Complex numbers are an important tool in several areas of science and engineering. They are very useful whenever one studies any system which has any sinusoidal oscillations. Once you start using a complex exponential [exp(ix)] instead of a cosine [cos(x)] the equations become much simpler to handle. This is because derivatives of complex exponentials are just more complex exponentials, whereas in the case of trigonometric functions you get two different animals, sines and cosines.
For example, this technique is used in electromagnetic theory where calculations involve electromagnetic waves. Complex numbers are also used in AC electrical networks (circuits).
In addition, complex numbers are _mandatory_ in quantum mechanics. As Feynman states and demonstrates in the 'Feynman Lectures on Physics', there is no way one can formulate quantum mechanics without resorting to complex numbers.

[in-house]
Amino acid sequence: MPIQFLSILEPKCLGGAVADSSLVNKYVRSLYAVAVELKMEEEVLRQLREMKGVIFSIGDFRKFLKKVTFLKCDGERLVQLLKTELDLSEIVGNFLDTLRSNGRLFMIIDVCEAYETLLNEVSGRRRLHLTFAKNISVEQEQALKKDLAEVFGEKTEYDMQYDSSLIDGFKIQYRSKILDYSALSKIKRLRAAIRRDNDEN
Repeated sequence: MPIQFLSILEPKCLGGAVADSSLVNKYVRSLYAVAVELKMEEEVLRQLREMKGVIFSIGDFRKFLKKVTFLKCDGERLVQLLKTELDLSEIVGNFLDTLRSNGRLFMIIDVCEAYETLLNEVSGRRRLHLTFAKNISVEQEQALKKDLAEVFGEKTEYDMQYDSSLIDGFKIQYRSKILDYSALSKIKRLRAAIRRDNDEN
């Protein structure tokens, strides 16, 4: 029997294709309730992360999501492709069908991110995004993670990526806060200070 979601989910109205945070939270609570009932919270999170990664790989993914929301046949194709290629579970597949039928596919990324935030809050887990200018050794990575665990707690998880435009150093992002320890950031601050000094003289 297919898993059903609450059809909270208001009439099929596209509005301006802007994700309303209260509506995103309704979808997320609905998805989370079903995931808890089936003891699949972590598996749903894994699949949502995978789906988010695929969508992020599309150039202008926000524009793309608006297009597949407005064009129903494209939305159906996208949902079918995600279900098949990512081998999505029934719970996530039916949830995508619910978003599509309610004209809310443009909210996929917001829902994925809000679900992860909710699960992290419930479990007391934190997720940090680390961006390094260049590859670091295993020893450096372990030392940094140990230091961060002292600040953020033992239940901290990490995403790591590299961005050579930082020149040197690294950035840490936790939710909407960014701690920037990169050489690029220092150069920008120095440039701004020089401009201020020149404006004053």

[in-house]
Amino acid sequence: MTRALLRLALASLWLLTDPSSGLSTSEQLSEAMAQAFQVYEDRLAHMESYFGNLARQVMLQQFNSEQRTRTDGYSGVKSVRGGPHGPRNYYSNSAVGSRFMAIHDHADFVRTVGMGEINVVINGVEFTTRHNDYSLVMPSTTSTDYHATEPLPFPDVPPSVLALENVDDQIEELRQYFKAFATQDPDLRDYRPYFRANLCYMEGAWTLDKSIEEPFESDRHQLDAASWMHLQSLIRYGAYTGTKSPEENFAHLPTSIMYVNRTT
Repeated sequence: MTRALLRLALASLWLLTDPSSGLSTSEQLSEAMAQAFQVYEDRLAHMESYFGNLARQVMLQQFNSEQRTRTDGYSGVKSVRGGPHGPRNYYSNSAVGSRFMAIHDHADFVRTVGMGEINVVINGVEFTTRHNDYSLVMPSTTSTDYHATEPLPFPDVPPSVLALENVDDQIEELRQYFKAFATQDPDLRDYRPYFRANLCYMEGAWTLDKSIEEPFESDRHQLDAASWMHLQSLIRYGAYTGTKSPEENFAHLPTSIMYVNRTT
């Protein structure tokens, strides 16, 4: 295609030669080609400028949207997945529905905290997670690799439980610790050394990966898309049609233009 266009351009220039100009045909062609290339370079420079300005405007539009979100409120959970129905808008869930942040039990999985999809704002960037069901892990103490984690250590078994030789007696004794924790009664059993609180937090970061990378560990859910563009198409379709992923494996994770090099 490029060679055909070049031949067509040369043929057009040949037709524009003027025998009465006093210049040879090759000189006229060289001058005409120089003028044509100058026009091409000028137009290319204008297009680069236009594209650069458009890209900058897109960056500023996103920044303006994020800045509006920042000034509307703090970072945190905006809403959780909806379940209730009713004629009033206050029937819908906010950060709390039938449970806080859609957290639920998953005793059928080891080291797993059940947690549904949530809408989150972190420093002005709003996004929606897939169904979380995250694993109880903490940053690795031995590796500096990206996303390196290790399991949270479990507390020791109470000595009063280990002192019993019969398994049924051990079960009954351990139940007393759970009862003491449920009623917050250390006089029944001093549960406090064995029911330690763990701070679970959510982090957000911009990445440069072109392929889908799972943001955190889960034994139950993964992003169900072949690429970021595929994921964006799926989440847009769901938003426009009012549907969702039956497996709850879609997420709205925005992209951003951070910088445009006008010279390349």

There is also a whole field of mathematics called 'complex analysis' which studies functions and calculus on the complex plane rather than real numbers. It provides many mathematical methods where real analysis falls short.
Transformations such as the Fourier and Laplace transforms which are quite important in frequency-domain analysis of functions and many engineering applications also make heavy use of complex numbers (and complex analysis).
After a point, most people end up seeing real numbers as just a 'special case' of complex numbers where the imaginary part happens to be zero. So, I suppose you can tell your son that if he intends to study science or engineering, he should be happy to be introduced to complex numbers as soon as possible.
Answered by: Yasar Safkan, Ph.D., Software Engineer, Noktalar A.S., Istanbul, Turkey
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